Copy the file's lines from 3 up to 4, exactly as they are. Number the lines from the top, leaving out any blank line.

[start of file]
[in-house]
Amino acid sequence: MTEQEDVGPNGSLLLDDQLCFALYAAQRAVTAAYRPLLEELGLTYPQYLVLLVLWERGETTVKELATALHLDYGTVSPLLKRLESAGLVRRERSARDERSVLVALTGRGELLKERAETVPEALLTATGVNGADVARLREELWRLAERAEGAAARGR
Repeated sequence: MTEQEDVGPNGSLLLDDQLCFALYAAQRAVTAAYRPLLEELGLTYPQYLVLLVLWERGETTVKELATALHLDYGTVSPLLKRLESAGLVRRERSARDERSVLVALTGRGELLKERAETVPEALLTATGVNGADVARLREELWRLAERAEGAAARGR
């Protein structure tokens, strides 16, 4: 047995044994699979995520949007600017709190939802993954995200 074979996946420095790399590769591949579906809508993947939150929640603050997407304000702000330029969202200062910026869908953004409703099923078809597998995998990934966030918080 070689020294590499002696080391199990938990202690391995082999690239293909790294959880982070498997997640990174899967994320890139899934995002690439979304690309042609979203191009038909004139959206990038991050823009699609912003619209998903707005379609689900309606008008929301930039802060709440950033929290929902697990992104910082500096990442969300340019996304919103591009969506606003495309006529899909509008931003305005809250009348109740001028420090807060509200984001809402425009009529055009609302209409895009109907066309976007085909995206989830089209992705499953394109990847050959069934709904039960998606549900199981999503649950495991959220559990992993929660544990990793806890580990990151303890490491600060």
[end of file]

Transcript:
Repeated sequence: MTEQEDVGPNGSLLLDDQLCFALYAAQRAVTAAYRPLLEELGLTYPQYLVLLVLWERGETTVKELATALHLDYGTVSPLLKRLESAGLVRRERSARDERSVLVALTGRGELLKERAETVPEALLTATGVNGADVARLREELWRLAERAEGAAARGR
């Protein structure tokens, strides 16, 4: 047995044994699979995520949007600017709190939802993954995200 074979996946420095790399590769591949579906809508993947939150929640603050997407304000702000330029969202200062910026869908953004409703099923078809597998995998990934966030918080 070689020294590499002696080391199990938990202690391995082999690239293909790294959880982070498997997640990174899967994320890139899934995002690439979304690309042609979203191009038909004139959206990038991050823009699609912003619209998903707005379609689900309606008008929301930039802060709440950033929290929902697990992104910082500096990442969300340019996304919103591009969506606003495309006529899909509008931003305005809250009348109740001028420090807060509200984001809402425009009529055009609302209409895009109907066309976007085909995206989830089209992705499953394109990847050959069934709904039960998606549900199981999503649950495991959220559990992993929660544990990793806890580990990151303890490491600060």